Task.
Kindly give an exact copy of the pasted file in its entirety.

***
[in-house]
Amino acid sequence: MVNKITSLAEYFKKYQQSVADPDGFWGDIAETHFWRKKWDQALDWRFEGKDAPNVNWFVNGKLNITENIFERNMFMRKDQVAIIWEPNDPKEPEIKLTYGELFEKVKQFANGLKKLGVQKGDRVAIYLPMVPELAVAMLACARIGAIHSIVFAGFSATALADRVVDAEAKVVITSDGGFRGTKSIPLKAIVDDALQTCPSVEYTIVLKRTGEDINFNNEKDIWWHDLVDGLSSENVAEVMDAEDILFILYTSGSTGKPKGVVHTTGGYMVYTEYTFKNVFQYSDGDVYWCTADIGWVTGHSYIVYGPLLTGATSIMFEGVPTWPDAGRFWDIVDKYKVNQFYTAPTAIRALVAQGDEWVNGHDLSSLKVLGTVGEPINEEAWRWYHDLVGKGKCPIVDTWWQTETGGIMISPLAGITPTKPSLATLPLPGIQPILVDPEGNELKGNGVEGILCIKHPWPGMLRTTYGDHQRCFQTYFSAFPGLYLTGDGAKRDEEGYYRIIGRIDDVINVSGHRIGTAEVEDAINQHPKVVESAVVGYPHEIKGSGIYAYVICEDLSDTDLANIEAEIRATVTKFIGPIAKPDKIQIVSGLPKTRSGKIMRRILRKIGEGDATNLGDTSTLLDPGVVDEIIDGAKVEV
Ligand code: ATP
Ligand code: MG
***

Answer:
[in-house]
Amino acid sequence: MVNKITSLAEYFKKYQQSVADPDGFWGDIAETHFWRKKWDQALDWRFEGKDAPNVNWFVNGKLNITENIFERNMFMRKDQVAIIWEPNDPKEPEIKLTYGELFEKVKQFANGLKKLGVQKGDRVAIYLPMVPELAVAMLACARIGAIHSIVFAGFSATALADRVVDAEAKVVITSDGGFRGTKSIPLKAIVDDALQTCPSVEYTIVLKRTGEDINFNNEKDIWWHDLVDGLSSENVAEVMDAEDILFILYTSGSTGKPKGVVHTTGGYMVYTEYTFKNVFQYSDGDVYWCTADIGWVTGHSYIVYGPLLTGATSIMFEGVPTWPDAGRFWDIVDKYKVNQFYTAPTAIRALVAQGDEWVNGHDLSSLKVLGTVGEPINEEAWRWYHDLVGKGKCPIVDTWWQTETGGIMISPLAGITPTKPSLATLPLPGIQPILVDPEGNELKGNGVEGILCIKHPWPGMLRTTYGDHQRCFQTYFSAFPGLYLTGDGAKRDEEGYYRIIGRIDDVINVSGHRIGTAEVEDAINQHPKVVESAVVGYPHEIKGSGIYAYVICEDLSDTDLANIEAEIRATVTKFIGPIAKPDKIQIVSGLPKTRSGKIMRRILRKIGEGDATNLGDTSTLLDPGVVDEIIDGAKVEV
Ligand code: ATP
Ligand code: MG